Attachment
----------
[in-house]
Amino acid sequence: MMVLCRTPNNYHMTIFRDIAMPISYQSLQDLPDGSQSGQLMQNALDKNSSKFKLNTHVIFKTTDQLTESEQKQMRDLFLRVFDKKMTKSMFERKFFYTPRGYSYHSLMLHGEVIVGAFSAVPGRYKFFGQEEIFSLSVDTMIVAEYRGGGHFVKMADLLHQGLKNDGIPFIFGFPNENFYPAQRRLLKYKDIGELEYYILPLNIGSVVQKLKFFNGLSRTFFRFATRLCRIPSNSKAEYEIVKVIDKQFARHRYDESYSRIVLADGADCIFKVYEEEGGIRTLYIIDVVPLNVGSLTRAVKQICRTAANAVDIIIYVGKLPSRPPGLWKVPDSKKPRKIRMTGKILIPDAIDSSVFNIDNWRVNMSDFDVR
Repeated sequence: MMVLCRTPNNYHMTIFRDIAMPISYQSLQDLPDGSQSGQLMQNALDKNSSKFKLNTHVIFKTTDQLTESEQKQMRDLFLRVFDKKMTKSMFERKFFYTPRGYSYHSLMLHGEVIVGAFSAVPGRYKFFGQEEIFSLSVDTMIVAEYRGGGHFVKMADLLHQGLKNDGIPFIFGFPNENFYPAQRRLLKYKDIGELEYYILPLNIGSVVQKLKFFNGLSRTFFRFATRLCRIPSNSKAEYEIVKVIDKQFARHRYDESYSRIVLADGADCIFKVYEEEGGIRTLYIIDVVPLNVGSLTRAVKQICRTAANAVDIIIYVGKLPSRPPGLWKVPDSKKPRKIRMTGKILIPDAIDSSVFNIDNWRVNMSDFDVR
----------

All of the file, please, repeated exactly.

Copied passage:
[in-house]
Amino acid sequence: MMVLCRTPNNYHMTIFRDIAMPISYQSLQDLPDGSQSGQLMQNALDKNSSKFKLNTHVIFKTTDQLTESEQKQMRDLFLRVFDKKMTKSMFERKFFYTPRGYSYHSLMLHGEVIVGAFSAVPGRYKFFGQEEIFSLSVDTMIVAEYRGGGHFVKMADLLHQGLKNDGIPFIFGFPNENFYPAQRRLLKYKDIGELEYYILPLNIGSVVQKLKFFNGLSRTFFRFATRLCRIPSNSKAEYEIVKVIDKQFARHRYDESYSRIVLADGADCIFKVYEEEGGIRTLYIIDVVPLNVGSLTRAVKQICRTAANAVDIIIYVGKLPSRPPGLWKVPDSKKPRKIRMTGKILIPDAIDSSVFNIDNWRVNMSDFDVR
Repeated sequence: MMVLCRTPNNYHMTIFRDIAMPISYQSLQDLPDGSQSGQLMQNALDKNSSKFKLNTHVIFKTTDQLTESEQKQMRDLFLRVFDKKMTKSMFERKFFYTPRGYSYHSLMLHGEVIVGAFSAVPGRYKFFGQEEIFSLSVDTMIVAEYRGGGHFVKMADLLHQGLKNDGIPFIFGFPNENFYPAQRRLLKYKDIGELEYYILPLNIGSVVQKLKFFNGLSRTFFRFATRLCRIPSNSKAEYEIVKVIDKQFARHRYDESYSRIVLADGADCIFKVYEEEGGIRTLYIIDVVPLNVGSLTRAVKQICRTAANAVDIIIYVGKLPSRPPGLWKVPDSKKPRKIRMTGKILIPDAIDSSVFNIDNWRVNMSDFDVR